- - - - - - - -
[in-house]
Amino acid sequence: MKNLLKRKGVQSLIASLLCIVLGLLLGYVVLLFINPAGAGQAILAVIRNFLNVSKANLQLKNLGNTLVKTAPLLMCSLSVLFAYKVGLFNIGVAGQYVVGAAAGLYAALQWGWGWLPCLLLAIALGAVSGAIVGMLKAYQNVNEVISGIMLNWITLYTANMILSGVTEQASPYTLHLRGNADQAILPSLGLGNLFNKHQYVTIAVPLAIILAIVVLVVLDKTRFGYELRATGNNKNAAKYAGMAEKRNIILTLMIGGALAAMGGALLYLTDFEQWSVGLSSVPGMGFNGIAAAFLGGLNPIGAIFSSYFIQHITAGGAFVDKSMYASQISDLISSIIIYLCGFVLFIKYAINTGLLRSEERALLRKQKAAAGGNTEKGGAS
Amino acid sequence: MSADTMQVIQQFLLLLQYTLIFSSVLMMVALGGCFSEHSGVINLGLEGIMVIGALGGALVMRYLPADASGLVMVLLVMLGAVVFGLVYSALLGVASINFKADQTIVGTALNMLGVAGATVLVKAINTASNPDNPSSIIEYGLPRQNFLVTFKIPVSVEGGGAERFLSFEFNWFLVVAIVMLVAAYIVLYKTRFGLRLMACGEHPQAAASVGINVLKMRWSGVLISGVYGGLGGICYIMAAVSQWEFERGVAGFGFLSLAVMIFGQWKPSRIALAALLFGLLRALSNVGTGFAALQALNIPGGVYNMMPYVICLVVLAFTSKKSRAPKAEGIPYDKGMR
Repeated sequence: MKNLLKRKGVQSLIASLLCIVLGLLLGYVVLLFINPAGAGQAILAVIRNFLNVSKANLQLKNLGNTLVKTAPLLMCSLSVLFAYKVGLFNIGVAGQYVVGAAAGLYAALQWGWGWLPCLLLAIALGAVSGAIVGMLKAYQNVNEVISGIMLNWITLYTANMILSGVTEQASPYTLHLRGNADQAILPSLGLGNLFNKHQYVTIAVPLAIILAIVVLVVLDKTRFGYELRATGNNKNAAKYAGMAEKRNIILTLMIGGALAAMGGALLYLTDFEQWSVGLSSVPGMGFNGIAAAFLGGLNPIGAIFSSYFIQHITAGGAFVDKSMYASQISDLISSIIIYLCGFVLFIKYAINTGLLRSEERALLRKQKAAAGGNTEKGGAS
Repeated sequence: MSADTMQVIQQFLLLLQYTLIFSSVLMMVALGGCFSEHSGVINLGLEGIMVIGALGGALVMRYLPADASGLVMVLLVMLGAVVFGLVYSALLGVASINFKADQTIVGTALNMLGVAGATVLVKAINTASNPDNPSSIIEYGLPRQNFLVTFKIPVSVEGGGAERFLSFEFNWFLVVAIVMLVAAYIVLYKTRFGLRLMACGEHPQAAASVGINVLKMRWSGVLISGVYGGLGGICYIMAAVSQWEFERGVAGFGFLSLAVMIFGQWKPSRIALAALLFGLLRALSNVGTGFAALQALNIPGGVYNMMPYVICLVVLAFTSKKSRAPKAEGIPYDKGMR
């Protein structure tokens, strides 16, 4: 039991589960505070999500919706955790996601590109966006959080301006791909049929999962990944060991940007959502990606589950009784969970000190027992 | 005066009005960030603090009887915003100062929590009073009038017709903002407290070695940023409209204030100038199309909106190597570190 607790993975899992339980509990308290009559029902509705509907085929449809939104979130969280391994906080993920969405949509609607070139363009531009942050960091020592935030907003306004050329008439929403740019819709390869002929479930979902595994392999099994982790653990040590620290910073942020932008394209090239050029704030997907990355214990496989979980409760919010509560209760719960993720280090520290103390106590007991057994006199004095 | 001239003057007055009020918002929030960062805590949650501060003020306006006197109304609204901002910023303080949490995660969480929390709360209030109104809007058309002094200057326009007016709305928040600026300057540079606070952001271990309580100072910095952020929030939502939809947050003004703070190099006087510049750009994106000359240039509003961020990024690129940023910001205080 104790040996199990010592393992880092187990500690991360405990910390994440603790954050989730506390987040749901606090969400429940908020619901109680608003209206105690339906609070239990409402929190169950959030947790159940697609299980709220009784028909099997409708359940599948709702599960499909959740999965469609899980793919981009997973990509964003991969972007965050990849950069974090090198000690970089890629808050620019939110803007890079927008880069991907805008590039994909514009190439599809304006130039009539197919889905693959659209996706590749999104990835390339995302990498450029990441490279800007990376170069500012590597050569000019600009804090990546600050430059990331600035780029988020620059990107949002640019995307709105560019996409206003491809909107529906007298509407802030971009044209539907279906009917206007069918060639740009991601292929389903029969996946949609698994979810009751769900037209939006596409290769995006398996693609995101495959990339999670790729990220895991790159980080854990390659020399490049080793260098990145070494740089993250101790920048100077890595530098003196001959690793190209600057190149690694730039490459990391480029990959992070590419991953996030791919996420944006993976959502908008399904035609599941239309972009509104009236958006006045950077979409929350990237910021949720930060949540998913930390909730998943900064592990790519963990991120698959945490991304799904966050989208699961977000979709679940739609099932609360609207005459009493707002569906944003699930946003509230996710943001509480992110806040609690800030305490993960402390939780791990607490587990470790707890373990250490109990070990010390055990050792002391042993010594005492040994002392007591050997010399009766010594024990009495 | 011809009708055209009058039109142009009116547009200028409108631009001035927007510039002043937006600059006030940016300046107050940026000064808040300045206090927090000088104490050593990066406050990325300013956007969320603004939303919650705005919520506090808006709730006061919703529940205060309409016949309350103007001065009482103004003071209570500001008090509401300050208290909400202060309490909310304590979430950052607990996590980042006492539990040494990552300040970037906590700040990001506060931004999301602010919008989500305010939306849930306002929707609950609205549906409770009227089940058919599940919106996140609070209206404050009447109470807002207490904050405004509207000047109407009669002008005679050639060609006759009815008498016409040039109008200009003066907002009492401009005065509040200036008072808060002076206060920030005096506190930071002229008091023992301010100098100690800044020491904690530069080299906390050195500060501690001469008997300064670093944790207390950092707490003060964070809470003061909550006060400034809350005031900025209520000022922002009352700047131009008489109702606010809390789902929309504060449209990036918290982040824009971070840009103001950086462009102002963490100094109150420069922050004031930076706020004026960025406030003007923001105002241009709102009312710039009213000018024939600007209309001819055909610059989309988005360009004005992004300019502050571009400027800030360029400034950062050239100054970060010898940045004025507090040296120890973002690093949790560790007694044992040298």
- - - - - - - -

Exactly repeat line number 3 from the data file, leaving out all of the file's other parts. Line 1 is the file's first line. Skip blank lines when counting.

Amino acid sequence: MSADTMQVIQQFLLLLQYTLIFSSVLMMVALGGCFSEHSGVINLGLEGIMVIGALGGALVMRYLPADASGLVMVLLVMLGAVVFGLVYSALLGVASINFKADQTIVGTALNMLGVAGATVLVKAINTASNPDNPSSIIEYGLPRQNFLVTFKIPVSVEGGGAERFLSFEFNWFLVVAIVMLVAAYIVLYKTRFGLRLMACGEHPQAAASVGINVLKMRWSGVLISGVYGGLGGICYIMAAVSQWEFERGVAGFGFLSLAVMIFGQWKPSRIALAALLFGLLRALSNVGTGFAALQALNIPGGVYNMMPYVICLVVLAFTSKKSRAPKAEGIPYDKGMR